Podcast Season 3, Episode 2 – Call the (Roman) Midwife: Ancient Delivery and Childbirth with Tara Mulder

For our next episode of the Peopling the Past podcast, we are joined by Tara Mulder, an Assistant Professor at the University of British Columbia, who talks to us about what a Roman birth may have looked like, who would have been a midwife and what their role was, and how things have changed or stayed the same regarding women and pregnancy from the Roman times to current day.

Peopling the Past Podcast Season 3 Preview

Peopling the Past Podcast is BACK for a third season on a very exciting topic: Women in the Ancient Mediterranean! Join your hosts Dr. Chelsea Gardner and Dr. Melissa Funke for an introduction to SEASON THREE of the Peopling the Past podcast! This season, premiering on May 31, listeners will hear about real women fromContinue reading “Peopling the Past Podcast Season 3 Preview”

Blog Post #57: Crisis, Migration, and Resilience with Stephanie Martin

Next up for our human migration in the past blog series, archaeologist Stephanie Martin gives us a look at her recent work concerning migration in response to the volcanic eruptions of Mount Vesuvius.

Blog Post #48: Treading grapes and crushing olives: the production of wine and oil in the ancient Mediterranean with Dr. Emlyn Dodd

In the second installment of our food-and-drink-themed blog series, we look at the work of Dr. Emlyn Dodd, an archaeologist who explores ancient wine and oil production across the Mediterranean.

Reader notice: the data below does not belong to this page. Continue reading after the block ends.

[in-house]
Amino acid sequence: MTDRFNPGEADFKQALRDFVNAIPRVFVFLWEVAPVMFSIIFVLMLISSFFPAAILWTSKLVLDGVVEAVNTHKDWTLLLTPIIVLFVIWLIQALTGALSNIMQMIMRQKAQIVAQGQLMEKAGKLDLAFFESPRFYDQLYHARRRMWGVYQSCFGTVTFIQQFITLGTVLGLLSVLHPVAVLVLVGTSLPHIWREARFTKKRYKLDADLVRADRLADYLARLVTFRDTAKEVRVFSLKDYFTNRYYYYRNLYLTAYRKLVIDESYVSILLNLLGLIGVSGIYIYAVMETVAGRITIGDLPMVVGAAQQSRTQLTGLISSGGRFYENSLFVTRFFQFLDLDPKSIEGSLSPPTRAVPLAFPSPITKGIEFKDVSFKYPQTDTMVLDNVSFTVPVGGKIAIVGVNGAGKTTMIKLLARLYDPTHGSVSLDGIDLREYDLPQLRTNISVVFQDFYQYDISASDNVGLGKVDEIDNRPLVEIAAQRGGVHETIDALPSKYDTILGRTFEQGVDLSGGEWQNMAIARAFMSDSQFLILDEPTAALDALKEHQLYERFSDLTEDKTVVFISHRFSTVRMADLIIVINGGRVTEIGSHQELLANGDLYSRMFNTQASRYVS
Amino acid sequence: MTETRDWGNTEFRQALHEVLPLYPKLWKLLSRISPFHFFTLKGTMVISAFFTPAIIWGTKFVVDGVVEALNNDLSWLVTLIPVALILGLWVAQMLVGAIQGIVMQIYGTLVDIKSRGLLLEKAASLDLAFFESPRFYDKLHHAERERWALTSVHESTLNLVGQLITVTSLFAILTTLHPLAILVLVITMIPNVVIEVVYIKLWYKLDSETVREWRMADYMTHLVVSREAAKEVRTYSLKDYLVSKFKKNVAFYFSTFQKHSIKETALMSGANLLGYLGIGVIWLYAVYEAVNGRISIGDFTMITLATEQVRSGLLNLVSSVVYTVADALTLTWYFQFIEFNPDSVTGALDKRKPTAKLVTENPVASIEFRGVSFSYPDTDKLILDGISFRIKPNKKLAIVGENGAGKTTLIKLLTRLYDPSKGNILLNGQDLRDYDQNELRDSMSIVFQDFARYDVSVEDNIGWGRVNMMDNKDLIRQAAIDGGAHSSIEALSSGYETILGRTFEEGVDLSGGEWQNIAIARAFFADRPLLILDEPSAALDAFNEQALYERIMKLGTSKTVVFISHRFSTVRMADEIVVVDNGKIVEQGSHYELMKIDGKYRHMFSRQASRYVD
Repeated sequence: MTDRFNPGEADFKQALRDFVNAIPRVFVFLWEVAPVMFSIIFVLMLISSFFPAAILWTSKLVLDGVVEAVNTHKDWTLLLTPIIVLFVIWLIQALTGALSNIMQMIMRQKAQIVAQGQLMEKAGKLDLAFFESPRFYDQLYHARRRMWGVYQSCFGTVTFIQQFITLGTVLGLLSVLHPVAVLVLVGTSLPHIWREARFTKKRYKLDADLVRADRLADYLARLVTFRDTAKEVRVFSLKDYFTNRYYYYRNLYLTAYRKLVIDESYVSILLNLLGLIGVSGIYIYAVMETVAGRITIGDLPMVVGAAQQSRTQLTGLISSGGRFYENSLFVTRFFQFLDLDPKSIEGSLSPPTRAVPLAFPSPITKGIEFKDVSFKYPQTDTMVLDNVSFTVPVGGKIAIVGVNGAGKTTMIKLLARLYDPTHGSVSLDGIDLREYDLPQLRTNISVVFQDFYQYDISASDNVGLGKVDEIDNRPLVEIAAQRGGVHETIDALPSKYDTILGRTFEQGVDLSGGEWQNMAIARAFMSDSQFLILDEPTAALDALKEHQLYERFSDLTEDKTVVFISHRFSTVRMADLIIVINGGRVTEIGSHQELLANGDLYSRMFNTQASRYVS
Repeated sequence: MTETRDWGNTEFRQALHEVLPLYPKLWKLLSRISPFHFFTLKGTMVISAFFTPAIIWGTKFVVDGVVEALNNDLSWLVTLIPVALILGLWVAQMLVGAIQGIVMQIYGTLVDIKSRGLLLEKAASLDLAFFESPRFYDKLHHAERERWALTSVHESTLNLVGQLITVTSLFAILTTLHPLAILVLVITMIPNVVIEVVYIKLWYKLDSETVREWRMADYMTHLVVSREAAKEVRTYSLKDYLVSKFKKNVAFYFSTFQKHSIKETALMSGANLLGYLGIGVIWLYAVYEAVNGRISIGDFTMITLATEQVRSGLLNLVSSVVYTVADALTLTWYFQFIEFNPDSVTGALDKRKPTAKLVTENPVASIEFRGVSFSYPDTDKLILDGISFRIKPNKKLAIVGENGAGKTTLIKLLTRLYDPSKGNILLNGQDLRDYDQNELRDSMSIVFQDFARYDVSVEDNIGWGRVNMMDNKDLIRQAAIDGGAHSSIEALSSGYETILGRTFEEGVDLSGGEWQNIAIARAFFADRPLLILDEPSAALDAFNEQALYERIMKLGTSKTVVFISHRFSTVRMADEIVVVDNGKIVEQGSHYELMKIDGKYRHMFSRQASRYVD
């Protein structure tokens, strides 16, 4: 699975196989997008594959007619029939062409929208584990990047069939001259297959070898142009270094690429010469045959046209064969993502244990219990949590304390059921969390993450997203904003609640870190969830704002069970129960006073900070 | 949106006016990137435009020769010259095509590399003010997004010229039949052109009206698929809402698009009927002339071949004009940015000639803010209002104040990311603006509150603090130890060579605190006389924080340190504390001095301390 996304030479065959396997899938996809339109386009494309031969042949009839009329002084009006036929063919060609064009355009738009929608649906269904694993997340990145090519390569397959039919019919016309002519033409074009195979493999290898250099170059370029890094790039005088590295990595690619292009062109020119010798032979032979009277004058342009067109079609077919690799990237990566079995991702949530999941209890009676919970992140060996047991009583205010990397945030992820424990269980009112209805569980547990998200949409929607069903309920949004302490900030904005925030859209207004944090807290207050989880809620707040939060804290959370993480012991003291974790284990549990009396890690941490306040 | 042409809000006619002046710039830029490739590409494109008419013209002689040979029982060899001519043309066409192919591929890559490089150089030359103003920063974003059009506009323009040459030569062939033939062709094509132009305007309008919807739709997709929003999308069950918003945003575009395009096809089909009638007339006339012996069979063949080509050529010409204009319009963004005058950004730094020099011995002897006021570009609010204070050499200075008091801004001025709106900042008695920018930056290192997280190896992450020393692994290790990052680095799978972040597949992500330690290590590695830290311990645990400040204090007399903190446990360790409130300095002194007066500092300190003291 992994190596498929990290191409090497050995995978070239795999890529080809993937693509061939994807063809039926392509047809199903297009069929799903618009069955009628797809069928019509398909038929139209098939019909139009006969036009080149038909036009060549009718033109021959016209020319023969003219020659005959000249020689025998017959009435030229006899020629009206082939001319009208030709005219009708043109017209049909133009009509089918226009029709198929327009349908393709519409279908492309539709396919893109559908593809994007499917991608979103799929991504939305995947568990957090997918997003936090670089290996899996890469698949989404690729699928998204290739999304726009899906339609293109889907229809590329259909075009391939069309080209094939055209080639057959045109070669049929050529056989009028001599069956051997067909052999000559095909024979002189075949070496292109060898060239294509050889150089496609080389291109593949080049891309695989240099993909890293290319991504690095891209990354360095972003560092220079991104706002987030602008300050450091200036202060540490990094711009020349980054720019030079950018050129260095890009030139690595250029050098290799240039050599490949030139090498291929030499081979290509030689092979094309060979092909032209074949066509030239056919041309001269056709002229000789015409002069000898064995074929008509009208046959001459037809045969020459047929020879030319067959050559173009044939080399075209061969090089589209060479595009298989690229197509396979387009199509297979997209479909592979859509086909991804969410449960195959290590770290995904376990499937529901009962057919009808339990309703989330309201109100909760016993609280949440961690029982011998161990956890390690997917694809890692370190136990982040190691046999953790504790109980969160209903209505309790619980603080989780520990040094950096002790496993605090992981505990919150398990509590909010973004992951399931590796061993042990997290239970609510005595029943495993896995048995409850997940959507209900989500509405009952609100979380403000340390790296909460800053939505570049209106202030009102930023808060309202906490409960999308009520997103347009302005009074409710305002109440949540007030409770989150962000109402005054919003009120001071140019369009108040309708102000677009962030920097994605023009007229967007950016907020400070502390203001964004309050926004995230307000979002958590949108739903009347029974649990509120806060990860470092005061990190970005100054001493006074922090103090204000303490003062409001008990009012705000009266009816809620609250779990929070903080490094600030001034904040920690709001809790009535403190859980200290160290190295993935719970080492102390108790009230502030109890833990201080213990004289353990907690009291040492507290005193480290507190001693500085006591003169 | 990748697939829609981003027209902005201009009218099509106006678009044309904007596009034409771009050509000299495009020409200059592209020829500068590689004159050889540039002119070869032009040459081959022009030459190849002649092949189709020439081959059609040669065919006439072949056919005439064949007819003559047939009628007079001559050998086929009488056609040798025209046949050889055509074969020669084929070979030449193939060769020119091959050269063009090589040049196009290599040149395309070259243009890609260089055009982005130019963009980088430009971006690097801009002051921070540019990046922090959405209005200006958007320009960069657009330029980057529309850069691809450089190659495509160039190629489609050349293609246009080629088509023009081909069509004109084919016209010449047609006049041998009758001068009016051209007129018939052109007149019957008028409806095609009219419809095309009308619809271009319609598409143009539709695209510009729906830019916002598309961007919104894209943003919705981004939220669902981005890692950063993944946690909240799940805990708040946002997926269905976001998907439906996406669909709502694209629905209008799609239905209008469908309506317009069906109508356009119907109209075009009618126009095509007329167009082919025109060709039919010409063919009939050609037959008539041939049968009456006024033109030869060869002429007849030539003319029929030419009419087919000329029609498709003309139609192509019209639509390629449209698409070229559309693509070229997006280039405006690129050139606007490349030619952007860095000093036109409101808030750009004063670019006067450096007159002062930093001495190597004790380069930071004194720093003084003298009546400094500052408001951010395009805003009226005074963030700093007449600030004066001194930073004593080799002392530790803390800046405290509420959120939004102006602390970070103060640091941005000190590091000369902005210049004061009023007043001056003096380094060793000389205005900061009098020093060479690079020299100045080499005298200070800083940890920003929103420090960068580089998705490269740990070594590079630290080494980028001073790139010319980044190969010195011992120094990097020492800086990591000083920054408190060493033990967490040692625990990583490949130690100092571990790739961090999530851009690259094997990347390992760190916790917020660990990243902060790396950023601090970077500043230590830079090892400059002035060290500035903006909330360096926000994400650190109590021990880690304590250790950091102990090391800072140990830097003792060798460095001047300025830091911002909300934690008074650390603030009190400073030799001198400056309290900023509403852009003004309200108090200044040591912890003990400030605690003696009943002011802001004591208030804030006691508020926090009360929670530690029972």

Blog Post #47: Pots, People, and Foodways in Roman Republican Italy with Dr. Laura Banducci

To kick off our food-and-drink-themed blog series, we interview Dr. Laura Banducci, who enlightens us about how pottery from the ancient world can tell us how people cooked, and what they ate.

Blog Post #46: Graduate Student Feature with Brittany Bauer

In this week’s Peopling the Past blog post, we present you with another graduate feature. This week we take a look at the work of Brittany Bauer, a PhD student at the University of Bristol, whose research focuses on the culture and foodways of the poor in Roman Italy, and specifically their use of wild plants.

Blog Post #41: Animals, Isotopes, and Bronze Age Elites on Sardinia with Emily Holt

In this blog post, we delve into the exciting research of Dr. Emily Holt, an environmental archaeologist, whose research uses isotope analysis of animal remains to understand patterns of human and animal mobility, economic structures, and political expansion in ancient Sardinia (c. 1700-1000 BCE).

Blog Post #32: Graduate Student Feature with Kate Minniti

In this week’s graduate student feature, we highlight the work of Kate Minniti, a PhD Candidate in Classical, Near Eastern, and Religious Studies at the University of British Columbia, whose research examines the import, use, and meaning of Egyptian and Egyptianizing imports in Archaic Sicily.

Podcast Season 2, Episode 12 – Breaking the Bond: Forced Marriage and Cursed Freedom in Ancient Rome with Katharine Huemoeller

On this episode of the Peopling the Past podcast, we are joined by Dr. Katharine Huemoeller, an Assistant Professor of Roman History at the University of British Columbia.

Listen in, as Dr. Huemoeller takes us through a discussion of the lives of enslaved and freedwomen in ancient Rome and the ways in which status affects a woman’s position and role within the Roman household economy. She also highlights the role that material culture plays in framing our understanding of enslaved and freedwomen in the Roman world.

Podcast Season 2, Episode 11 – Seize the Clay: Pottery Workshops in Sagalassos with Elizabeth Murphy

On this episode of the Peopling the Past podcast, we are joined by Dr. Elizabeth Murphy, an assistant professor of Roman Archaeology at Florida State University.

Listen in, as Dr. Murphy takes us through her research on pottery workshops with a particular focus on the workshops in Sagalassos, Turkey, and what the excavation of these sites can reveal about methods of production, the people involved in pottery production, raw material acquisition and the changing dining habits of citizens in the Roman Empire.